Housing New Zealand has acknowledged their initial community consultation was inadequate following three petitions lodged with Parliament’s Social Services Committee and have given assurance they have learnt from their mistakes. Tenants affected by housing developments in Maraenui (Napier), Pomare (Upper Hutt) and Glen Innes (Auckland) lodged the petitions over concerns about their treatment by HNZ and about projects “splitting up their communities and adversely affecting their health and well-being”. But in today's news Petone residents feel they have been "left in the dark" by HNZ.


Warrant of Fitness Test Results - Good Start?

More than 90 percent of rental properties in a nationwide survey have failed a "warrant of fitness" (WOF) check. That’s the bad news but the good news is the survey is part of a rental housing WOF trial involving councils, ACC, the New Zealand Green Building Council and the University of Otago. The aim of the trial is to test whether draft WOF checklists and methodologies were practical for landlords, assessors and tenants, which could potential improve the quality of private rentals. read the full report on the WoF trial on the Otago website.

Older People

NZCCSS 'The Next Stretch' Conference Follow-up

NZCCSS has received great feedback on its older peoples’ conference earlier this month. Thanks to all who came along and to the excellent keynote speakers and workshop presenters, who brought a great deal of expertise, experience and imagination to the conference programme. Conference presentations are online the NZCCSS Conference webpage and we will be adding them as they become available. The next issue of our Kete Kupu newsletter will include a conference report.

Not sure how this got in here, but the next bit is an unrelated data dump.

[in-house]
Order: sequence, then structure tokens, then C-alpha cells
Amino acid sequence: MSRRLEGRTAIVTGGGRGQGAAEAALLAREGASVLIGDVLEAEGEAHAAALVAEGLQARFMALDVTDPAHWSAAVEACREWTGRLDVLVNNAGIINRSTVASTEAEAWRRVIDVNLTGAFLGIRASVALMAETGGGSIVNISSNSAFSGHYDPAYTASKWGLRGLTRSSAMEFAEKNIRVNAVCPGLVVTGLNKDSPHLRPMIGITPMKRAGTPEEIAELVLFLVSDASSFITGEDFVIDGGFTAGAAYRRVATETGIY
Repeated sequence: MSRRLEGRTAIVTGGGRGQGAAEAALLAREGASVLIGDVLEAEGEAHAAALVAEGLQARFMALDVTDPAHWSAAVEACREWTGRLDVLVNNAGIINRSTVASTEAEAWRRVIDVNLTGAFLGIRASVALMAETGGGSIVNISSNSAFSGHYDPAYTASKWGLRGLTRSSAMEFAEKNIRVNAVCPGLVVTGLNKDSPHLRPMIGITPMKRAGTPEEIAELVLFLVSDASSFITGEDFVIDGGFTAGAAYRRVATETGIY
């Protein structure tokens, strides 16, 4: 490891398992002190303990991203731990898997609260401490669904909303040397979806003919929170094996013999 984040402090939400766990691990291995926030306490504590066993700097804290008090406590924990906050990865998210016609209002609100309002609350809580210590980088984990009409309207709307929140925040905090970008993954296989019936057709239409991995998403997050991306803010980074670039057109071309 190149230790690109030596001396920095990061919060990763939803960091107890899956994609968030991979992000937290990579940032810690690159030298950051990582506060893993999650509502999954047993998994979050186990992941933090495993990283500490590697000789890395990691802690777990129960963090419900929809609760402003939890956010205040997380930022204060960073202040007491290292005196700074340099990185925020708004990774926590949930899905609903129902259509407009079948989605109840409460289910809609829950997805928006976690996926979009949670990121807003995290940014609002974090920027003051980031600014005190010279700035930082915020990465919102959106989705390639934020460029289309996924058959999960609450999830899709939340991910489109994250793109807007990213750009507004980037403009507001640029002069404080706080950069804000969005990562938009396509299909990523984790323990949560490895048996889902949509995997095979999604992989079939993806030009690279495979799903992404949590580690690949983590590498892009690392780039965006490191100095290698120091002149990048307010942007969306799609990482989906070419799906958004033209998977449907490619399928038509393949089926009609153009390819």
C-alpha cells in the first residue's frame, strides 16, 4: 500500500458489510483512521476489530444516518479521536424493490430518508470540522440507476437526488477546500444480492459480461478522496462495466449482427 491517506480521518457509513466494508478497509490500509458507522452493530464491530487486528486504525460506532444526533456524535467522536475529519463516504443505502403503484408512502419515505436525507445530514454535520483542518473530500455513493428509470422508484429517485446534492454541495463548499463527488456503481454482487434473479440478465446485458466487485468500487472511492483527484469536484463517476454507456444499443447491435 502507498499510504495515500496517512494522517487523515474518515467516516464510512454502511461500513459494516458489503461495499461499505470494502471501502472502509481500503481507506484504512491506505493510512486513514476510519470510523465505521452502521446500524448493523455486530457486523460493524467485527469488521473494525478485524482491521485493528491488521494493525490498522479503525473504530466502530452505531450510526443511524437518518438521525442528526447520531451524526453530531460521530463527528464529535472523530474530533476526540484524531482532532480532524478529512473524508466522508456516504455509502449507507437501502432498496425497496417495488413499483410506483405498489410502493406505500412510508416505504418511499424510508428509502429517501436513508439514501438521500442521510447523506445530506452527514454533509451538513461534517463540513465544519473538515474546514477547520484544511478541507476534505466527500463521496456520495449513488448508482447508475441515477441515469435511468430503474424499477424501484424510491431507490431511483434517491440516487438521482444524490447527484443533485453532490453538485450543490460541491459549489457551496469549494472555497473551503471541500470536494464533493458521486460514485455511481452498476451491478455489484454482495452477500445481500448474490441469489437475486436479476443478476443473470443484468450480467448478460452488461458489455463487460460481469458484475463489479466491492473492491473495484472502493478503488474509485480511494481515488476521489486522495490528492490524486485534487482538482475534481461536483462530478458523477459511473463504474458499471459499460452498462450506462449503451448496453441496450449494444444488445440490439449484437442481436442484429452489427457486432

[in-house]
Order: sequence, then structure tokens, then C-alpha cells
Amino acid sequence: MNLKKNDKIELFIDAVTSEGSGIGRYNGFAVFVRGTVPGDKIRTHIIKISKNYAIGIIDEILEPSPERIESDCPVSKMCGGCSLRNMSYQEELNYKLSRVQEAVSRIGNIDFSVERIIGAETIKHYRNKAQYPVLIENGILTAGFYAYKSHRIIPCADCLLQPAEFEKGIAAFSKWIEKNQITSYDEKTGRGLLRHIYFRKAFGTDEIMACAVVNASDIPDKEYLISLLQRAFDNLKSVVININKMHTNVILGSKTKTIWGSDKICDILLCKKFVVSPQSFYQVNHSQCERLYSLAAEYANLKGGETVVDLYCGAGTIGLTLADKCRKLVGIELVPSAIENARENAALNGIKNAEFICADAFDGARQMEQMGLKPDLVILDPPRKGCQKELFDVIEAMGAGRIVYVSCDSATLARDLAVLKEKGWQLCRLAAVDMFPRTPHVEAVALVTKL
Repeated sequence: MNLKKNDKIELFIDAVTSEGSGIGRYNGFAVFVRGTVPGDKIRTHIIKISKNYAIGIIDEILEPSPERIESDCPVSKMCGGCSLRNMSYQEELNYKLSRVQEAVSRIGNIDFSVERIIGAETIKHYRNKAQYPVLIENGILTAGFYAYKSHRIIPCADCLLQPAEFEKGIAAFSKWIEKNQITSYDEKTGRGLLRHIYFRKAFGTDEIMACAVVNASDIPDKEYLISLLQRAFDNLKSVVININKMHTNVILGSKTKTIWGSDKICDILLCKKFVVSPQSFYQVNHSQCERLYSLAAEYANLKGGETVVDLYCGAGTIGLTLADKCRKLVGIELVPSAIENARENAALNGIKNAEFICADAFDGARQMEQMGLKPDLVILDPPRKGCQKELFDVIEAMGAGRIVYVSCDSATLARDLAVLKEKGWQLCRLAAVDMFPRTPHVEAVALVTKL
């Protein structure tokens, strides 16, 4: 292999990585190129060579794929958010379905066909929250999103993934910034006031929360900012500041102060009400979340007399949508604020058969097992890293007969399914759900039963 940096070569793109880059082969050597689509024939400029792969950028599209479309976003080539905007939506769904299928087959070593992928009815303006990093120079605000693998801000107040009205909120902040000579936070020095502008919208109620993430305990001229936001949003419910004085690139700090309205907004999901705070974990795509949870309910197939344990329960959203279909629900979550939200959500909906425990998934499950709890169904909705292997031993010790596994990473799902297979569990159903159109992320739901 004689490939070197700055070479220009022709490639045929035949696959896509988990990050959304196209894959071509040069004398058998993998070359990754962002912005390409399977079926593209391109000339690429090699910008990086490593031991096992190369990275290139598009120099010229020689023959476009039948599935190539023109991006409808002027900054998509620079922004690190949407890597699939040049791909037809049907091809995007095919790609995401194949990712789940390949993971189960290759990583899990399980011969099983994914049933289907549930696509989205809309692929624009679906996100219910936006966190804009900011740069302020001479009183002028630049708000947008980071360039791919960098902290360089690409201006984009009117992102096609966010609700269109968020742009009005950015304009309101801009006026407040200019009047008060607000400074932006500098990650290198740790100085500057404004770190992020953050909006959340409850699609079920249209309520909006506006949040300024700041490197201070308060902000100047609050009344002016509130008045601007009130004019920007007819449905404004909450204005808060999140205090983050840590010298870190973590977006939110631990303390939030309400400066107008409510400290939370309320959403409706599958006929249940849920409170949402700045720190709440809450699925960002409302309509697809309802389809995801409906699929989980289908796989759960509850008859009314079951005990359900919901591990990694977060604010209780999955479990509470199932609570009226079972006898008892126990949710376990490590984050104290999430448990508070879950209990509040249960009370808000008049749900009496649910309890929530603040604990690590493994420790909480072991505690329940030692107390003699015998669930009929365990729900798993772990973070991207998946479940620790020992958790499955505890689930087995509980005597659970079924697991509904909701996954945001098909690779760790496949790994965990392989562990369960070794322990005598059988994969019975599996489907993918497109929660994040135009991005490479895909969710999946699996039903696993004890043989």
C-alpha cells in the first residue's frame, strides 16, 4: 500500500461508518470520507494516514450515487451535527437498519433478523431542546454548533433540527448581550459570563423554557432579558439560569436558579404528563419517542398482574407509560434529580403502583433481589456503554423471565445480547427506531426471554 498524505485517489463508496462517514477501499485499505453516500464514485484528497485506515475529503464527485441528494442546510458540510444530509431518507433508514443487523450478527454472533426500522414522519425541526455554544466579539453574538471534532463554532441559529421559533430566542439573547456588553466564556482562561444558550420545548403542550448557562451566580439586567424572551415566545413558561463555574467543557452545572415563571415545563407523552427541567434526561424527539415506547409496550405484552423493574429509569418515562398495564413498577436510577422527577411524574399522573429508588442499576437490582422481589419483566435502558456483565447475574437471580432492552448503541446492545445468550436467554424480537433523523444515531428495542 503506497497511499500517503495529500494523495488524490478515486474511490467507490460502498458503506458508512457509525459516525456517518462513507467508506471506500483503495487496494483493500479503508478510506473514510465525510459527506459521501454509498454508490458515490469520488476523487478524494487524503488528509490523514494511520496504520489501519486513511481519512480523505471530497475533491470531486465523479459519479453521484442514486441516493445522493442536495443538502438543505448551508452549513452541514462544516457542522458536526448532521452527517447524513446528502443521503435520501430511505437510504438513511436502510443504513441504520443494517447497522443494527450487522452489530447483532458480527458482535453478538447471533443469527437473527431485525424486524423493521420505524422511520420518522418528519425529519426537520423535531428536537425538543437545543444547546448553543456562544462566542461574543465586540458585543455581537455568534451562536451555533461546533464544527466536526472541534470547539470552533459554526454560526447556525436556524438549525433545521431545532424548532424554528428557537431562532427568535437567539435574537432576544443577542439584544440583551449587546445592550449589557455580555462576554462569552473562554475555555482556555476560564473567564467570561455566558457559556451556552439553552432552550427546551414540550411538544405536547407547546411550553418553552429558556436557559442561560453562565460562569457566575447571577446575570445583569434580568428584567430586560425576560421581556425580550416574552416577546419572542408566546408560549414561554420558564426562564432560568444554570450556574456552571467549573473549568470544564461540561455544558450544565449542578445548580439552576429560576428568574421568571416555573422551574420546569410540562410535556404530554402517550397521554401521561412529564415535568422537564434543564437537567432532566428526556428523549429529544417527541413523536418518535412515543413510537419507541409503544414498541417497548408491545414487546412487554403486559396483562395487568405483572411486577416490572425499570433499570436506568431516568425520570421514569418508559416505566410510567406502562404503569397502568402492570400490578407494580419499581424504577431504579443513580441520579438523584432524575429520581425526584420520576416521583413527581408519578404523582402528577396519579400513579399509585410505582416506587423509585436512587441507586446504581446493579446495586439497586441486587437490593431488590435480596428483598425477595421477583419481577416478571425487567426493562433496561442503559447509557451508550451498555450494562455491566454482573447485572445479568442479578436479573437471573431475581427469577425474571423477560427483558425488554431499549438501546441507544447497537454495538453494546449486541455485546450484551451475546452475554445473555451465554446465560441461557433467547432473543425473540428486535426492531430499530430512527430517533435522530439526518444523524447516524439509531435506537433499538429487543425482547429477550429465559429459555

New guides for employers and migrants in the aged care sector

Immigration NZ has produced what should be a very useful couple of guides for employers and migrants in aged care and home support. There has been input from many stakeholders in the sector to these guides and the aim is to help prepare migrants well for New Zealand aged care workplaces, which can be quite different from those in their own countries. The guides will also help the sectors’ employers understand the kind of challenges that migrants face when moving to New Zealand. Download the documents or order copies on the Immigration NZ website.

What’s On

Symposium on Women and Children: A ‘State of the nation’: A discussion on life for women and children in New Zealand in Auckland on Friday 4 July 2014. There is a great line up of speakers including a political panel with Hon David Cunnliffe, Hon Paula Bennett, Metiria Turei, Hon Peter Dunne and Tracey Martin represented.

He Tai Pari, 14-15 July (Wellington). Don’t miss this 2 day conference on ‘Outcomes, Evidence and Collaboration in the Social Sector’. Sue Mackwell is one guest speaker, and the conference will update on learnings from the pilot sites and plans for the roll-out of the new Children’s Teams. More info is on the He Tai Pari website.

SSPA - Political Panel : Leading up to 2014 Election: What are the policies of your local candidates that concern the social services Sector? Auckland 16 June, Wellington 17 June, Manawatu 13 August 2014. See details at Social Service Providers Aotearoa (SSPA)


The Practice of Seclusion in New Zealand : Submission to the UN Working Group on Arbitrary Detention: While we await news on the final report from the UN Working Group due to be presented to the Human Rights Council in 2015, here is the End Seclusion Now submission which raises strong concern about the current practice of seclusion in mental health services and calls for it to end. 

SPARX is an online e-therapy tool to help young people learn skills to deal with feeling down, depressed or stressed. The effectiveness of SPARX has been proven to be as good as standard care in Randomised Control Trial undertaken by the University of Auckland. Read more on the MoH website.  

Election 2014 Series: Our Children, Our Choice: Priorities for Policy Election 2014. The Child Poverty Action Group (CPAG) has released the first of a series of public discussion papers running up to the 2014 Election. The first in this series is Child Poverty and Health.